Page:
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Hamilton Ontario Police Racism Ignored

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  • berkman@riseup.net
    Two recent articles from the Hamilton Spectator relating to the Dixon case. ************************************************************** Apology ignores
    Message 1 of 1 , Nov 8, 2006
      Two recent articles from the Hamilton Spectator relating to the Dixon

      Apology ignores racial claim: Dixon

      By Paul Morse
      The Hamilton Spectator
      (Oct 31, 2006)

      A local tradeshow worker says an apology from Hamilton police over a
      mistaken arrest "is a good start" but does not go far enough because
      it ignores his claim the arrest was racially motivated.

      Michael Dixon, 40, praised Chief Brian Mullan for promising a full
      review of the case, but demanded he bring in an independent outside
      investigator to look at why police internal affairs conducted
      a "whitewash" and exonerated the two arresting officers.

      "One of those mistakes was the sham internal investigation conducted
      by your professional standards branch," Dixon told Mullan in a letter
      sent Friday.

      Dixon was arrested Aug. 15, 2003, for a jewellery store break-in
      moments after he stepped off a commuter bus from Toronto during the
      first 24 hours of the Great Blackout.

      Dixon, who is black, was ordered to the ground and handcuffed after
      officers chased and lost sight of a white suspect. Constables Oliver
      Mann and Chris Beaulne ignored Dixon's pleas to confirm with the
      nearby bus driver that he'd just gotten off the bus.

      Dixon spent almost four days in jail and then was forced to spend the
      next nine months under strict bail conditions, including a curfew.

      Earlier this month, the two officers pleaded guilty to misconduct
      under the Police Services Act for failing to check Dixon's alibi,
      despite repeated demands they do so from a Crown prosecutor. They
      were each fined three days' pay.

      Mullan formally apologized to Dixon last week for Mann and Beaulne's
      failure to conduct a timely investigation of his alibi. But, in a
      written reply, Dixon said Mullan's apology leaves him
      wondering "whether you appreciate the full scope of my suffering ...
      The misconduct and the stonewalling by (police) cause me a great deal
      of stress."

      Dixon tried to file a complaint against police months after his
      arrest, but was refused a complaint form by a senior officer.

      Eventually, police's internal affairs reviewed the arrest and
      concluded Mann and Beaulne had not done anything wrong.
      Dixon, meanwhile, launched a human rights commission racial
      discrimination complaint and filed a civil lawsuit.

      Dixon also took his case to the Ontario Civilian Commission on Police
      Services. OCCPS ordered Hamilton police to charge its two officers
      with misconduct after an external investigation by Peel police.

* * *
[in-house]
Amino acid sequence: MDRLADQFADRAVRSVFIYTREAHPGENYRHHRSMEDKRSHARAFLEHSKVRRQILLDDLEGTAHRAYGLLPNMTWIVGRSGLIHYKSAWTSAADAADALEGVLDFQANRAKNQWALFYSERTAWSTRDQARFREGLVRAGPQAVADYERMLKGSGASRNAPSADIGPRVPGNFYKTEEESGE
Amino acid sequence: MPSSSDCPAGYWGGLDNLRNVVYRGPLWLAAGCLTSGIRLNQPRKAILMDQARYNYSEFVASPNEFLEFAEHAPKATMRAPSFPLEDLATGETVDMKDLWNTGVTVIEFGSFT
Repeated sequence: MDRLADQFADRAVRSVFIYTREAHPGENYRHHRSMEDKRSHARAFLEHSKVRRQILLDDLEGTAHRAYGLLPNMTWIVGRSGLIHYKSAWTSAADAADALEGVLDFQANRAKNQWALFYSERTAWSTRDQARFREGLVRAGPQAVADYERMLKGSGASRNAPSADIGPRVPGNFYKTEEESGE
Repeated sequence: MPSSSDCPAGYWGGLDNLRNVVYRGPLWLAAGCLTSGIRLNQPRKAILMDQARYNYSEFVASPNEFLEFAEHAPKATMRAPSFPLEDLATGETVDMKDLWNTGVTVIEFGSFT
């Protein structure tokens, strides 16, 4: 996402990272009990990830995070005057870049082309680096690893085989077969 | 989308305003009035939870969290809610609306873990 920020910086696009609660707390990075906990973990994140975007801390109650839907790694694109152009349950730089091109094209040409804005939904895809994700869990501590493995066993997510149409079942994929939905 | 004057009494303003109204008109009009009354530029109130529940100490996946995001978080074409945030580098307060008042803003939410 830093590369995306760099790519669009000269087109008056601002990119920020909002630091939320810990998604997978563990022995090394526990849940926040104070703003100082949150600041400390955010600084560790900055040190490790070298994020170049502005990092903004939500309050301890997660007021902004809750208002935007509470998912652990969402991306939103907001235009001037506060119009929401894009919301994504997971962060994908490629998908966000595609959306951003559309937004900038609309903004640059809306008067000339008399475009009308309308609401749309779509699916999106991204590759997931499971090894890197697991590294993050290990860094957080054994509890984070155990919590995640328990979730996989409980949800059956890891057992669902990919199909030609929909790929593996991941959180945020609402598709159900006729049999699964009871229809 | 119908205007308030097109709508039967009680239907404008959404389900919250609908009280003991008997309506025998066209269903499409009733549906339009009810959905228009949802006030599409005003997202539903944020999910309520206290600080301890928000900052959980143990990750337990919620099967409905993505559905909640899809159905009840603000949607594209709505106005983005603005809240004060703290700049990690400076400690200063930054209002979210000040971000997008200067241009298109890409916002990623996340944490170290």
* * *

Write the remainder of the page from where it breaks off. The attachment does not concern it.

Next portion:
Mullan has promised a full review of the case, including the
      professional standards branch's investigation.

      But Dixon wants the review conducted by an independent, external
      investigator, and to include the community in it.

      "The review cannot shy away from the question of how racial issues
      are dealt with by police, and the results ... must be made public,"
      Dixon wrote.

      Acting police Chief Tom Marlor referred all questions about the case
      to Mullan, who was unavailable yesterday.

      They fought the law
      A student project takes aim at police misconduct through small claims

      Being manhandled by police, falsely arrested and subjected to
      undercover surveillance were one thing. But when David Charney was
      thrown in jail for eight days awaiting bail on a charge
      of "obstructing police," it pushed him over the edge.

      Mr. Charney, an advocate for homeless youth, was determined to make
      the Waterloo Regional Police accountable for what he saw as the
      latest chapter in a long-running campaign of harassment against
      social activists.

      A third-year law student at York University's Osgoode Hall Law
      School, Mr. Charney fought back with the tool he knew best: the law.

      He launched a $10,000 lawsuit against the Waterloo force in small
      claims court. On the eve of his trial in June -- legal arguments
      finely honed and 20 witnesses lined up to testify -- Mr. Charney, 34,
      rolled up his sleeves to play hardball with police lawyers.

      "They offered me $3,000," he says. "I laughed at that. I said,
      basically, 'It's $9,000 or nothing.' "

      Print Edition - Section Front
      Enlarge Image

      The police ponied up. It was a capitulation that both the Waterloo
      and other local police forces will soon come to rue, since it
      convinced Mr. Charney and a handful of fellow law students that they
      had stumbled across an ideal vehicle to keep police misconduct in